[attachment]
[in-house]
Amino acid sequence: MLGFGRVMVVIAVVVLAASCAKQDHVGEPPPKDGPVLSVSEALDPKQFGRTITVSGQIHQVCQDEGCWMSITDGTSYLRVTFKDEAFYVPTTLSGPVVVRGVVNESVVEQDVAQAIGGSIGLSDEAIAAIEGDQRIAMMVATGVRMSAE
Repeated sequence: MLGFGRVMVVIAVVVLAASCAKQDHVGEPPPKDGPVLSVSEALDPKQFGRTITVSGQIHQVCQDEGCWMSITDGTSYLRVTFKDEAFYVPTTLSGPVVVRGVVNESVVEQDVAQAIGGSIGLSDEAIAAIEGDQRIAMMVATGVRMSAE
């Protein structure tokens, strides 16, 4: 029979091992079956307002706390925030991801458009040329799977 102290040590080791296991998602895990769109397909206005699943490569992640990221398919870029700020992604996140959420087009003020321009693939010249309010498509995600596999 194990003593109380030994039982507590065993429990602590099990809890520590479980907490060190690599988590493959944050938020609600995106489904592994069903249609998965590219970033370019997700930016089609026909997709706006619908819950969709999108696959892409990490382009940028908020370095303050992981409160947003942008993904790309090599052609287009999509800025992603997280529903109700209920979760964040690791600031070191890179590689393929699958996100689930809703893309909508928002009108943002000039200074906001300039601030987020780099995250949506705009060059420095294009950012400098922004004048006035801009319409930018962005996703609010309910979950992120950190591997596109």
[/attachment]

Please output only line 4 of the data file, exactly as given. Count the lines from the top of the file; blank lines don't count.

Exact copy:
């Protein structure tokens, strides 16, 4: 029979091992079956307002706390925030991801458009040329799977 102290040590080791296991998602895990769109397909206005699943490569992640990221398919870029700020992604996140959420087009003020321009693939010249309010498509995600596999 194990003593109380030994039982507590065993429990602590099990809890520590479980907490060190690599988590493959944050938020609600995106489904592994069903249609998965590219970033370019997700930016089609026909997709706006619908819950969709999108696959892409990490382009940028908020370095303050992981409160947003942008993904790309090599052609287009999509800025992603997280529903109700209920979760964040690791600031070191890179590689393929699958996100689930809703893309909508928002009108943002000039200074906001300039601030987020780099995250949506705009060059420095294009950012400098922004004048006035801009319409930018962005996703609010309910979950992120950190591997596109």